Arcadis, the Dutch-based environmental and infrastructure engineering giant, announced July 6 that it has acquired RTKL Associates, the architect-engineer. Based in Baltimore, RTKL ranks 61st on Engineering News-Record’s list of Top 500 Design Firms, with more than $203 million in 2006 revenue. Arcadis will not integrate RTKL, which has 1,050 employees, into its operations but will operate RTKL as a wholly owned subsidiary. Terms of the transaction were not disclosed.
RTKL’s 100 or so shareholders consisted of senior management, vice presidents and principals of the company, and all of them voted in favor of the sale, says Arcadis CEO Harrie Noy. The action continues Arcadis' move into the buildings and architecture sector and is another example of a consolidation trend.
“There are a lot of firms in the $75-million to $500-million range that are in the eat-or-be-eaten period and have to determine whether to scale up through acquisition or expand (on their own),” says Steve Gido, a principal with Zweig White’s financial advisory services group in Washington, D.C.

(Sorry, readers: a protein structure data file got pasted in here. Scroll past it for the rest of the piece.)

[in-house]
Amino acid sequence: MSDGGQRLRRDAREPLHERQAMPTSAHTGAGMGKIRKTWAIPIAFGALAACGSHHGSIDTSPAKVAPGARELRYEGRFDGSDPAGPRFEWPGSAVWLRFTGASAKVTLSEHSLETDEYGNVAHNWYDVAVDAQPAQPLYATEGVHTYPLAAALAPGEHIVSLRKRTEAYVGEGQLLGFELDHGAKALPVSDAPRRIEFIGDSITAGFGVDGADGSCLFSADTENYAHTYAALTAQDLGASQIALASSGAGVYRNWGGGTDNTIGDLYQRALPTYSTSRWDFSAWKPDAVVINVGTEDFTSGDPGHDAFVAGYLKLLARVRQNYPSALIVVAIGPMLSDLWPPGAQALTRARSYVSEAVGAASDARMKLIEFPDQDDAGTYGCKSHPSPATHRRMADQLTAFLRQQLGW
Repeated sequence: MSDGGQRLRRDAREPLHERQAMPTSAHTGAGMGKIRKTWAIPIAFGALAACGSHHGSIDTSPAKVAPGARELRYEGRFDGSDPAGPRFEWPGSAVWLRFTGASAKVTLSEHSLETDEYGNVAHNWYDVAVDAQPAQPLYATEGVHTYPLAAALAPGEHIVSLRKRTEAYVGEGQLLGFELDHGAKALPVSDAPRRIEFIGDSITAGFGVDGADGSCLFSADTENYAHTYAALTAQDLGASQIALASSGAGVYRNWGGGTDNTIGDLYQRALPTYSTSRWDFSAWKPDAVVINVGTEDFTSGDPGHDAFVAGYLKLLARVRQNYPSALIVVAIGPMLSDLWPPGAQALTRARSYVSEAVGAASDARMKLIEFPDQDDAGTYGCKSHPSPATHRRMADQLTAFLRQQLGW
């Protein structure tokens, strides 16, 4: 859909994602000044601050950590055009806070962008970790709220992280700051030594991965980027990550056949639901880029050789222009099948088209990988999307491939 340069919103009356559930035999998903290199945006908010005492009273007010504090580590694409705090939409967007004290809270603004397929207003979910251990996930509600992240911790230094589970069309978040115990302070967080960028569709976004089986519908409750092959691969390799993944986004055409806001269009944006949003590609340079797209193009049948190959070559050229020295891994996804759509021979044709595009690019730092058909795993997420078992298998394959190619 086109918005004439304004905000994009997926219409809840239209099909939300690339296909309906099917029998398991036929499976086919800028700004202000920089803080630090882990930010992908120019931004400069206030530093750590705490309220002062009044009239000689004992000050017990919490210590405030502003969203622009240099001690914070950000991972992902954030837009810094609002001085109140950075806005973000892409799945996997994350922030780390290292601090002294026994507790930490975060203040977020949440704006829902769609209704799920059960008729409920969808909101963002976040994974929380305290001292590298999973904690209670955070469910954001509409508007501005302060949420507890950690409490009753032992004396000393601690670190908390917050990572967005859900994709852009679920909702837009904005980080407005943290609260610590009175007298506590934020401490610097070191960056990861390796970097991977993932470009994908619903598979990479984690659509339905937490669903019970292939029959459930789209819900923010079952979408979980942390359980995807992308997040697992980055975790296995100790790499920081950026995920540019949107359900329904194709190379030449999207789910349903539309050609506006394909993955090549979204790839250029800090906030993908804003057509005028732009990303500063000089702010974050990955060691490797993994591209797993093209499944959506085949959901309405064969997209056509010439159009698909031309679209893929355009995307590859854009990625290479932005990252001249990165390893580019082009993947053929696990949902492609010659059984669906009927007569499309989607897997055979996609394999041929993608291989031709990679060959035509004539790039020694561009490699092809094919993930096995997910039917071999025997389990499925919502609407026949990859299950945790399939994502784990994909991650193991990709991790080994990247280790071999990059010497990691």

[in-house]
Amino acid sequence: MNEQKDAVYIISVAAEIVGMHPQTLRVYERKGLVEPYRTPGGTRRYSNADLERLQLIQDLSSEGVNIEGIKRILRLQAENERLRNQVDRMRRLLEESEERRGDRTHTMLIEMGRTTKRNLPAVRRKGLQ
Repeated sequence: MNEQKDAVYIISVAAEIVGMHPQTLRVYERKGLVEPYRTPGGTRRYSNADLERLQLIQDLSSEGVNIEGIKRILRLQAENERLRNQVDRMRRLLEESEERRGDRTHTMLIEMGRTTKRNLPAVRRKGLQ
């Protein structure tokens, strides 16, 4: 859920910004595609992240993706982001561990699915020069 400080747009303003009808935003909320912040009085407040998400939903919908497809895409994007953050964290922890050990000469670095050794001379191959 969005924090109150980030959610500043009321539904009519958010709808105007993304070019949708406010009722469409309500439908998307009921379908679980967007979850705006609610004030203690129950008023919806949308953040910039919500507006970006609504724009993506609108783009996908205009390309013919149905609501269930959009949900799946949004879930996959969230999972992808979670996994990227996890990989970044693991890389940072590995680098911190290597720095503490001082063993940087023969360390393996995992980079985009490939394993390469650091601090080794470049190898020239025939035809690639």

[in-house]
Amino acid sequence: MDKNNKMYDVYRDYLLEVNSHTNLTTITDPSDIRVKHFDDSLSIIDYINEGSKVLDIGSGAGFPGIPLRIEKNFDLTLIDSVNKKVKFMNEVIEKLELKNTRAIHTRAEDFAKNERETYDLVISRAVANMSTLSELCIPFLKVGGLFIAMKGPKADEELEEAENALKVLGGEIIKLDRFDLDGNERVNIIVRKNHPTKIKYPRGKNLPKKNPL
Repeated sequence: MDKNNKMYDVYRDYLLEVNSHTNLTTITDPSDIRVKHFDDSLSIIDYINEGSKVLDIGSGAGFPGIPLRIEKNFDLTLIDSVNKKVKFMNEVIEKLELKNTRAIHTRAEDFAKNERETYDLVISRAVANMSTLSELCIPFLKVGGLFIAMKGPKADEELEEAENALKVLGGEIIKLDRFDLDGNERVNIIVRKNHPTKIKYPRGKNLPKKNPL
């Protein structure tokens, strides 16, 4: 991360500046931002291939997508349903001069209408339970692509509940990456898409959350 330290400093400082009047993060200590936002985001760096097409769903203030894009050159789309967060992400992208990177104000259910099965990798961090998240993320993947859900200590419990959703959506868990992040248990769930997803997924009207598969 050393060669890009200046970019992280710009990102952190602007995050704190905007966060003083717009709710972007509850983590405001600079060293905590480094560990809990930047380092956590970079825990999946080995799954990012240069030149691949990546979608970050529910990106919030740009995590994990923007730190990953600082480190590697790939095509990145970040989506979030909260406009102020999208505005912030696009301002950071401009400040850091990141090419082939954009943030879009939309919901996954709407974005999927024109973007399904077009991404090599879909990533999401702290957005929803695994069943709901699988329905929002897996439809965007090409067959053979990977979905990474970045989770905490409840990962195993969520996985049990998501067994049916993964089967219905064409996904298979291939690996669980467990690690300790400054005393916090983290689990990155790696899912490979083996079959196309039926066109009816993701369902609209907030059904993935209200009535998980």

For its part, RTKL saw the benefit of the sale in terms of resources. “It gives us the resources to define the next generation of the global architecture and design practice,” says David C. Hudson, RTKL chief executive officer. The deal also expands the company’s geographical reach.
Paul Jacob, RTKL’s chairman, says the deal merges what RTKL sees as its expertise in the built environment with Arcadis’ expertise “in front-end environmental services, infrastructure and program management.” He says that large-scale development is becoming more complex and more reliant on multidisciplinary and sustainable approaches.
One form of the consolidation trend is that of U.S. firms linking with overseas entities. Last month, U.K.-based RMJM Group acquired Hillier Architecture, based in Princeton, New Jersey. Arcadis, meanwhile, acquired construction management firm PinnacleOne last November. Overall the firm reported $1.7 billion of revenue in 2006.
A version of this story first appeared on ArchitecturalRecord.com’s sister Web site, enr.com